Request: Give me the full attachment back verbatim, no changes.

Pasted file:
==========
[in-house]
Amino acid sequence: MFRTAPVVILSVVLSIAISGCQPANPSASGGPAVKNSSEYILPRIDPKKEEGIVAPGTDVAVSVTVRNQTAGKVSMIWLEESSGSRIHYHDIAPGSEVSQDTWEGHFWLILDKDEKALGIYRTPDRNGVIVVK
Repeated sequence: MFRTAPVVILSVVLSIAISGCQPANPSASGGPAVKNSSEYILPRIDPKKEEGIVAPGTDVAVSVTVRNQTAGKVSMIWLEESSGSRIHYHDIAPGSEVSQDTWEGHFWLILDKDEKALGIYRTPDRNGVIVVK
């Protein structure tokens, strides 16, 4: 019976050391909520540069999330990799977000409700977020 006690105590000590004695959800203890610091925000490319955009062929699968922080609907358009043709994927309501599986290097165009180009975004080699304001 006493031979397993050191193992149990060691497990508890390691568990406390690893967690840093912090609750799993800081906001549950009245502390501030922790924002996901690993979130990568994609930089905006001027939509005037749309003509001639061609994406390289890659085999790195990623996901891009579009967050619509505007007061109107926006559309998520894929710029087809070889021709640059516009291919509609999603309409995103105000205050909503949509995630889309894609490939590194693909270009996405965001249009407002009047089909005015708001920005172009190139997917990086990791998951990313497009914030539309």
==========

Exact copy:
[in-house]
Amino acid sequence: MFRTAPVVILSVVLSIAISGCQPANPSASGGPAVKNSSEYILPRIDPKKEEGIVAPGTDVAVSVTVRNQTAGKVSMIWLEESSGSRIHYHDIAPGSEVSQDTWEGHFWLILDKDEKALGIYRTPDRNGVIVVK
Repeated sequence: MFRTAPVVILSVVLSIAISGCQPANPSASGGPAVKNSSEYILPRIDPKKEEGIVAPGTDVAVSVTVRNQTAGKVSMIWLEESSGSRIHYHDIAPGSEVSQDTWEGHFWLILDKDEKALGIYRTPDRNGVIVVK
């Protein structure tokens, strides 16, 4: 019976050391909520540069999330990799977000409700977020 006690105590000590004695959800203890610091925000490319955009062929699968922080609907358009043709994927309501599986290097165009180009975004080699304001 006493031979397993050191193992149990060691497990508890390691568990406390690893967690840093912090609750799993800081906001549950009245502390501030922790924002996901690993979130990568994609930089905006001027939509005037749309003509001639061609994406390289890659085999790195990623996901891009579009967050619509505007007061109107926006559309998520894929710029087809070889021709640059516009291919509609999603309409995103105000205050909503949509995630889309894609490939590194693909270009996405965001249009407002009047089909005015708001920005172009190139997917990086990791998951990313497009914030539309």